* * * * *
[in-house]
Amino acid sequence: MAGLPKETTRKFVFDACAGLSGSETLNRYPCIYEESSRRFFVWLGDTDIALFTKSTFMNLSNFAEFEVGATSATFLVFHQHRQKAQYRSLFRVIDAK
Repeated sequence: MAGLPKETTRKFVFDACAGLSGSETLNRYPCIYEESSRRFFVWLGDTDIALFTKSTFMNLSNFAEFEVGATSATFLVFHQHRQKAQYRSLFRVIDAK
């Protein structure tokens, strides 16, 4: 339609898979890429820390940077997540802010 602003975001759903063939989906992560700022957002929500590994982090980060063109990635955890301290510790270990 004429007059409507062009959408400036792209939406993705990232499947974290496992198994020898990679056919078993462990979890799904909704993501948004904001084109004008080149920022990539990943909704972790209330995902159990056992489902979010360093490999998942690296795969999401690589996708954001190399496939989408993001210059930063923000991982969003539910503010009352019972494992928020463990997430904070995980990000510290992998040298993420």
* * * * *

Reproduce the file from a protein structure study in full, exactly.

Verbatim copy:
[in-house]
Amino acid sequence: MAGLPKETTRKFVFDACAGLSGSETLNRYPCIYEESSRRFFVWLGDTDIALFTKSTFMNLSNFAEFEVGATSATFLVFHQHRQKAQYRSLFRVIDAK
Repeated sequence: MAGLPKETTRKFVFDACAGLSGSETLNRYPCIYEESSRRFFVWLGDTDIALFTKSTFMNLSNFAEFEVGATSATFLVFHQHRQKAQYRSLFRVIDAK
């Protein structure tokens, strides 16, 4: 339609898979890429820390940077997540802010 602003975001759903063939989906992560700022957002929500590994982090980060063109990635955890301290510790270990 004429007059409507062009959408400036792209939406993705990232499947974290496992198994020898990679056919078993462990979890799904909704993501948004904001084109004008080149920022990539990943909704972790209330995902159990056992489902979010360093490999998942690296795969999401690589996708954001190399496939989408993001210059930063923000991982969003539910503010009352019972494992928020463990997430904070995980990000510290992998040298993420």